Dial-a-fortune comforts the wealthy but nervous WAR IN THE GULF

February 16, 1991|By Diana Jean Schemo | Diana Jean Schemo,Paris Bureau of The Sun

PARIS -- When the bombs started falling over Baghdad, the nerves began jangling, the phones jumped and profits climbed at Divinitel.

"Should I stock up on essentials?" callers asked.

"Is this World War III?"

"Will my husband come home safely? When?"

Divinitel is fortune-telling by phone, at $2.80 a minute.

Even at that rate, noted Claude Naisse, the owner of Divinitel, "an hour passes very quickly."

With the invasion of Kuwait in August and the outbreak of war, Divinitel has been deluged with both video and direct phone calls. The lonely, the frightened, the suspicious and the curious seek reassurance and comfort. Mostly, they want to know that the people they love are out of danger.

"Each Scud that falls on Israel means 500 calls for us," Mr. Naisse said.

Divinitel is one of the thousands of services telephone owners in France can contact through their minitel, a small video screen and keyboard available free to phone users. The minitel is most often used for pseudonymous flirting, but it also offers airline schedules, train reservations, today's papers and -- if Mr. Naisse is to be believed -- a peek into the future.

"Our clairvoyants predicted last June there would be a war, and they predicted it would start on Jan. 17 as well," said Mr. Naisse.

The seven astrologists, numerologists, card readers and mind readers here had another tipoff on the war. About 48 hours before the attack, they received calls from women throughout France who said their husbands worked in intelligence.

They all said their men had just left on assignment without saying where they were going or how long they would be gone. "They asked us to protect their husbands," Mr. Naisse said.

The sudden onslaught of calls comes in addition to Mr. Naisse's already lucrative business. He estimated last year's revenues at $2 million.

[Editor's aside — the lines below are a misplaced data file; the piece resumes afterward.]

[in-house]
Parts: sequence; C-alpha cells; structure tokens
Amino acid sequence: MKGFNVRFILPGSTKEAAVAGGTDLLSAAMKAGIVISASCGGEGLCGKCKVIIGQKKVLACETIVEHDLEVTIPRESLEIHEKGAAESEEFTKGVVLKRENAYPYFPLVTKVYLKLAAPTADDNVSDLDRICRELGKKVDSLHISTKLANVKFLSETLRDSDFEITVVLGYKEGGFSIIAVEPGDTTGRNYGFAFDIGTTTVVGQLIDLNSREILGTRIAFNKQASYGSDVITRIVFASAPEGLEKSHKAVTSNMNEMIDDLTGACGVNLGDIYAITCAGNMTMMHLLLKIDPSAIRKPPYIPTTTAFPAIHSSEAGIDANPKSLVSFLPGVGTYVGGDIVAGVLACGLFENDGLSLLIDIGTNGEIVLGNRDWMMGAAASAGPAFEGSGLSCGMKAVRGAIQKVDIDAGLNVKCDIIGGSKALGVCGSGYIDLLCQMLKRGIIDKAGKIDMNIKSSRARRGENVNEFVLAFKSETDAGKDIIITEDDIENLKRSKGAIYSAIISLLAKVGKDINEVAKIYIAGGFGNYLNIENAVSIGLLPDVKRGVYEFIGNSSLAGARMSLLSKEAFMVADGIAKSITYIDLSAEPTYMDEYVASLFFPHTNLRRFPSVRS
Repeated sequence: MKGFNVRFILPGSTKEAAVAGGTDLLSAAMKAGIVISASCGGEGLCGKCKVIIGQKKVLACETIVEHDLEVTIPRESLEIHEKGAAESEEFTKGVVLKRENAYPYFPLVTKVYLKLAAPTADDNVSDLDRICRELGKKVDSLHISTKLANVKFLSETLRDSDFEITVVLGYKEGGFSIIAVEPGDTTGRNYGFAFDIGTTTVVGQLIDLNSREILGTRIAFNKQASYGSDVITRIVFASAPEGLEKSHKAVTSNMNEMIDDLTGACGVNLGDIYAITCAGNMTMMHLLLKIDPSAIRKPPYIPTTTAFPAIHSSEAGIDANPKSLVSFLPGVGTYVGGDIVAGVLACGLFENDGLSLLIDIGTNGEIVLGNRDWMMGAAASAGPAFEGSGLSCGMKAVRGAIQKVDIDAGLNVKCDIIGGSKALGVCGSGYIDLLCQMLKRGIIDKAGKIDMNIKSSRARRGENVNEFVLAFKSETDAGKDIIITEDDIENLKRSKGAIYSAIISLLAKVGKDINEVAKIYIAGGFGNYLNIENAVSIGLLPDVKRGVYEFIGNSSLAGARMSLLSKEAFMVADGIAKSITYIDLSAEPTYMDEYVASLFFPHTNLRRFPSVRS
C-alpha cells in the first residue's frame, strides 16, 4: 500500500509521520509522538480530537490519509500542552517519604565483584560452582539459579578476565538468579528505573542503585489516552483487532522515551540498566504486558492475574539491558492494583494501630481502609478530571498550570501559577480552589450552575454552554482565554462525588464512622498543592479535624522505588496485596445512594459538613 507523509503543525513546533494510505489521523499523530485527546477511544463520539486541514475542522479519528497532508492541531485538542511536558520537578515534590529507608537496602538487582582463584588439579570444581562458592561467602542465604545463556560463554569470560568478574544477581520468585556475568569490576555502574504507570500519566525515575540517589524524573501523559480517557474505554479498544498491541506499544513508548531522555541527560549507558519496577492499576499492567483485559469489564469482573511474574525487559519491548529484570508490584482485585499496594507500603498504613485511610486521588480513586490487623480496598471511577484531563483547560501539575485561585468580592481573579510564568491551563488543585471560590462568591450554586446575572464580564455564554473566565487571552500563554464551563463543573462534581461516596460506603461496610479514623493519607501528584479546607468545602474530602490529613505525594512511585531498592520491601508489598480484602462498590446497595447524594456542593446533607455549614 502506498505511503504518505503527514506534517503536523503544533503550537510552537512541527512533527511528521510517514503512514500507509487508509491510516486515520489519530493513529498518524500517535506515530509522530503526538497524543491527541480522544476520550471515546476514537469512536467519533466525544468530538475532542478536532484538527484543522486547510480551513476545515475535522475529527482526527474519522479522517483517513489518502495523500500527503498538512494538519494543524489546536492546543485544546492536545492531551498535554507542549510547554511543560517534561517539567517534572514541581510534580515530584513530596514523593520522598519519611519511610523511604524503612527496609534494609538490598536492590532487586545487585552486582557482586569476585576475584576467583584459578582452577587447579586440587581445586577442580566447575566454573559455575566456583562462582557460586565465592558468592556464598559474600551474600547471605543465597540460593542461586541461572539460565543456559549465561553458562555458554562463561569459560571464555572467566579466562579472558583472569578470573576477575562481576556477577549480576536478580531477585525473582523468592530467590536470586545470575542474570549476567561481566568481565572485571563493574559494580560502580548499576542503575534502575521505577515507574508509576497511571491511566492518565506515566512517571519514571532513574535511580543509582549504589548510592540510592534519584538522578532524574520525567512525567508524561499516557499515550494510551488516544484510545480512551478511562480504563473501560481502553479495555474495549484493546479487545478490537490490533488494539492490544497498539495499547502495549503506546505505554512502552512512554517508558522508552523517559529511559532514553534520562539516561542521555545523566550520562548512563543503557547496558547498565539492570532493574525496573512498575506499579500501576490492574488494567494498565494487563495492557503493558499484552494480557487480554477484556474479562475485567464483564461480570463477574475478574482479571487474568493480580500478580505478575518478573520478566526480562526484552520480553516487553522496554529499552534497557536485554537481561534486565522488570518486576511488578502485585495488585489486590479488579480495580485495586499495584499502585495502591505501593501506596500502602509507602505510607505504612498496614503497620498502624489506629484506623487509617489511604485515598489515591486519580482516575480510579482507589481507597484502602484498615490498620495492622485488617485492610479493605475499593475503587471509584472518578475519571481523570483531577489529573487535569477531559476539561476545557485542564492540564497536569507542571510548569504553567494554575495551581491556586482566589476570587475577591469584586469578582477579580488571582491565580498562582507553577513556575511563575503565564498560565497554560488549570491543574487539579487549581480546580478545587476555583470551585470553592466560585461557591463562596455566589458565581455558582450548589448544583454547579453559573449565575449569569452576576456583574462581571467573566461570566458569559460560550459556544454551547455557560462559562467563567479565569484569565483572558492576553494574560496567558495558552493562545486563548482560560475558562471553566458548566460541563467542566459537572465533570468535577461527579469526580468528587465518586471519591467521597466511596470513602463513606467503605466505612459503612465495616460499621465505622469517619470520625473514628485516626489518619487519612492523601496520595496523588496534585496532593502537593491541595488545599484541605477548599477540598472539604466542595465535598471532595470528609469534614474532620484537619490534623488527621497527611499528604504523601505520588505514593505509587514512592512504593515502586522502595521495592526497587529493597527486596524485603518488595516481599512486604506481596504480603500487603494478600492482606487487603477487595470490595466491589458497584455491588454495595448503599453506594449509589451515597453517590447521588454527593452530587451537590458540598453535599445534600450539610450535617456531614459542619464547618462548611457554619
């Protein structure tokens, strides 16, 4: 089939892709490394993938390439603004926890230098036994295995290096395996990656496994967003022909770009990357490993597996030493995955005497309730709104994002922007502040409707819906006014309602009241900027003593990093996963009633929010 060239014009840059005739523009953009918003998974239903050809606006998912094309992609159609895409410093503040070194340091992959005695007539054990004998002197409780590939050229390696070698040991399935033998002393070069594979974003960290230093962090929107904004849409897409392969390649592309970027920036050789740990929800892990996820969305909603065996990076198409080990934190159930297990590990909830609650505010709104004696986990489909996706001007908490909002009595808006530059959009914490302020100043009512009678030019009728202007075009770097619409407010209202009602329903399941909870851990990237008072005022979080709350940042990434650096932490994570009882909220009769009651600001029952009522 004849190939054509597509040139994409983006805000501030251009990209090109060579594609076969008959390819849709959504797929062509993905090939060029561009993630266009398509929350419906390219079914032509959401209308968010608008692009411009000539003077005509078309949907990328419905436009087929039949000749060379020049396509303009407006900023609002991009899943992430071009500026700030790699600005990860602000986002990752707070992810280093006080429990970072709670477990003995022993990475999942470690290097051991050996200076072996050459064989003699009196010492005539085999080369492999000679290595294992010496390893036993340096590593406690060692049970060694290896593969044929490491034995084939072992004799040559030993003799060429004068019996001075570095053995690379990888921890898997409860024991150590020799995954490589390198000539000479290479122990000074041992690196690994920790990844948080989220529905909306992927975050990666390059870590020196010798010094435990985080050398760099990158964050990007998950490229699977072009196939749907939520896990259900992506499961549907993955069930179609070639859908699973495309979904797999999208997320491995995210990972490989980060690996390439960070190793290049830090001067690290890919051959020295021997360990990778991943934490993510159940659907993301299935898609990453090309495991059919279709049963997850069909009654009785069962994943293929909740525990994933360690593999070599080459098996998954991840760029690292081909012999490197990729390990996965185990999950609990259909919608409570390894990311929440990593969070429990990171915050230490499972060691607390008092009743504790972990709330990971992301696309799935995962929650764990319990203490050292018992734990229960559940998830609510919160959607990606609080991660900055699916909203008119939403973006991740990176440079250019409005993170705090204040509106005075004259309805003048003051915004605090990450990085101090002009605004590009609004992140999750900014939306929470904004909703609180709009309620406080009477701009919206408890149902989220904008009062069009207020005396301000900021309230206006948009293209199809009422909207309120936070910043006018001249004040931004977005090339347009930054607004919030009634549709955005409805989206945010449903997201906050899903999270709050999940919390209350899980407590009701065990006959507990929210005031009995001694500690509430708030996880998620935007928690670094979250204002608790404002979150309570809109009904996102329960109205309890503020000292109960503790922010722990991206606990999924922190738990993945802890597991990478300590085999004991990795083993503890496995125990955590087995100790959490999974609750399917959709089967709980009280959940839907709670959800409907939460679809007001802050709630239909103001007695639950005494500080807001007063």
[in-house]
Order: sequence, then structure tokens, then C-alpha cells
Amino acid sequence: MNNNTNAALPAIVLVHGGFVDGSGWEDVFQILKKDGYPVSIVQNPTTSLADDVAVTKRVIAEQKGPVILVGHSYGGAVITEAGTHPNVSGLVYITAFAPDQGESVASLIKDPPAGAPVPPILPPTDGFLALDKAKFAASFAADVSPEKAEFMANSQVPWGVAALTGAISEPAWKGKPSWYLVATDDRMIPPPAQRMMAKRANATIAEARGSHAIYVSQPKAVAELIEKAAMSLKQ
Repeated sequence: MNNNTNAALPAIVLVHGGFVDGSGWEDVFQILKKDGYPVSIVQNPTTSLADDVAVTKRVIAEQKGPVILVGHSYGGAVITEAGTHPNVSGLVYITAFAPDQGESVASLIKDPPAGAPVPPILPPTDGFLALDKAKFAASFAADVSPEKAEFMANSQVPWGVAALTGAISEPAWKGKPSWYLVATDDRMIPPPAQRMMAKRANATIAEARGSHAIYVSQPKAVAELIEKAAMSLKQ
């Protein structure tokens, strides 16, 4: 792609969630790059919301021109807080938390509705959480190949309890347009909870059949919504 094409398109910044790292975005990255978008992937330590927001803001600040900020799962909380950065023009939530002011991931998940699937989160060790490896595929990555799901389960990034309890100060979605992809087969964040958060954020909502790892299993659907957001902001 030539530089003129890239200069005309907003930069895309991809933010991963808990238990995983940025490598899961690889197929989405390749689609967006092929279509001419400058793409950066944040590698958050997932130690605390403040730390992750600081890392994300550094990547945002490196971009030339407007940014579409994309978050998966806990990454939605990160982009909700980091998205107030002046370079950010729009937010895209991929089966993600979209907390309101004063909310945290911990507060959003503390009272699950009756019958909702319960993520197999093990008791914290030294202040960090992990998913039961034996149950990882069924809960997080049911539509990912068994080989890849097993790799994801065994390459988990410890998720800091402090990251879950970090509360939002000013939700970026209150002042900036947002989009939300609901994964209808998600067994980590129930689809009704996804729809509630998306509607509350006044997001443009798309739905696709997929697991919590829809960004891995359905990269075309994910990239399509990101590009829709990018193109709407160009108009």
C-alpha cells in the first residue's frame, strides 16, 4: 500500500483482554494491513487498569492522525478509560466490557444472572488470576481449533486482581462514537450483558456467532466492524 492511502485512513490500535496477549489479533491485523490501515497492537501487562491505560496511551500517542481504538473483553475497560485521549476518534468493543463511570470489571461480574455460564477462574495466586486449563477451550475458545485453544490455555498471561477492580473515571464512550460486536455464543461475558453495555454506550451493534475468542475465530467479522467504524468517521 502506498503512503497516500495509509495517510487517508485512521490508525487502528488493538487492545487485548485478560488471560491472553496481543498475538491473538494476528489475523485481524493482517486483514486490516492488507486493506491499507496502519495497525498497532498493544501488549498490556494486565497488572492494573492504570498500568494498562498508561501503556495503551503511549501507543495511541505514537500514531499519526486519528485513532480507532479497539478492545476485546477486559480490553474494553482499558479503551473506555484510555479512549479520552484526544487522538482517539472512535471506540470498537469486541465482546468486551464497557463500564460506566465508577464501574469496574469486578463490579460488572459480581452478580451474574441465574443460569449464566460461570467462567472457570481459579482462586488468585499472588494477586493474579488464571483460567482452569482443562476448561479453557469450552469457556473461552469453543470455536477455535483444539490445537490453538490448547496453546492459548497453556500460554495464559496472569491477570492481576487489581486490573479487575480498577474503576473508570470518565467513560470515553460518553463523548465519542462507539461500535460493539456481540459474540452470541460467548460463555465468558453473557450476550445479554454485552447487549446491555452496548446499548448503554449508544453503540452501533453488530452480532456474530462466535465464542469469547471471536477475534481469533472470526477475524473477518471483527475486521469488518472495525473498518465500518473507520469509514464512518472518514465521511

Divinitel charges $50 for a general telephone consultation and 14 francs a minute ($2.80) for a minitel conversation, with another 25 cents a minute going to the phone company. A visit to its offices is $70.

"We get calls from all over -- the Middle East, Canada, even the United States. The farthest anyone ever came to actually see us was from St. Bartholomew [in the Caribbean]. It's all possible with this," Mr. Naisse said, waving a credit card. "Every time they call, it's pop, 250 francs [$50]."

For 8 percent of a job's wages, Divinitel screens the applicants for employers, using astrology, numerology and the vibes off the photos.

"The worse the economy gets, the more businessmen want as many guarantees about their hires as possible," said Mr. Naisse. The 8 percent fee, however, does not guarantee satisfaction. The company accepts no liability for bad picks but said it has had no complaints so far.

To prove his point, Mr. Naisse displayed a spiral book of letters and photos from clients. "Look, they're all letters to the clairvoyants, and they're all signed, 'Je t'embrasse' [hugs and kisses]," Mr. Naisse said, as if not quite believing it himself.

After all, he is a businessman, not a mystic. An overweight, rumpled fellow who favors crewneck sweaters, Mr. Naisse appears as astonished as anybody at his venture's success and at the trust absolute strangers place in Divinitel.

"We have a guy who is really good, about 20 years old. There are 50-year-old businessmen who come in here, wearing ties and ZTC carrying briefcases, who ask him for advice," Mr. Naisse said. Sometimes, they ask the spirits to crush their competition.

"They actually get on their knees and recite these incantations in there," he said, indicating a dark room with a flashing red light.

It is here that people try whispering to the dead, seek the return of a wandering lover, pray that death and illness will overcome an enemy. In short, it is here the powerless come to seek cosmic redress for the low blows of life.

In the center of the room is a raised platform with Hebrew letters, from which people try to contact the spirits. Face masks hang on the walls, used by some to hide their identities during the rites. Stuffed cow and other animal heads, to which believers offer sacrifices, are gathered in a section of one wall.

Along the far wall sits an open coffin, with a blanket and pillow inside. Photos and letters are impaled on hatpins stuck into a pincushion.

The clairvoyants here have run down President Saddam Hussein's birth charts and have not come away with a very high opinion of the Iraqi leader. "He has no regard for human life," said Luce Grenier, an astrologist.

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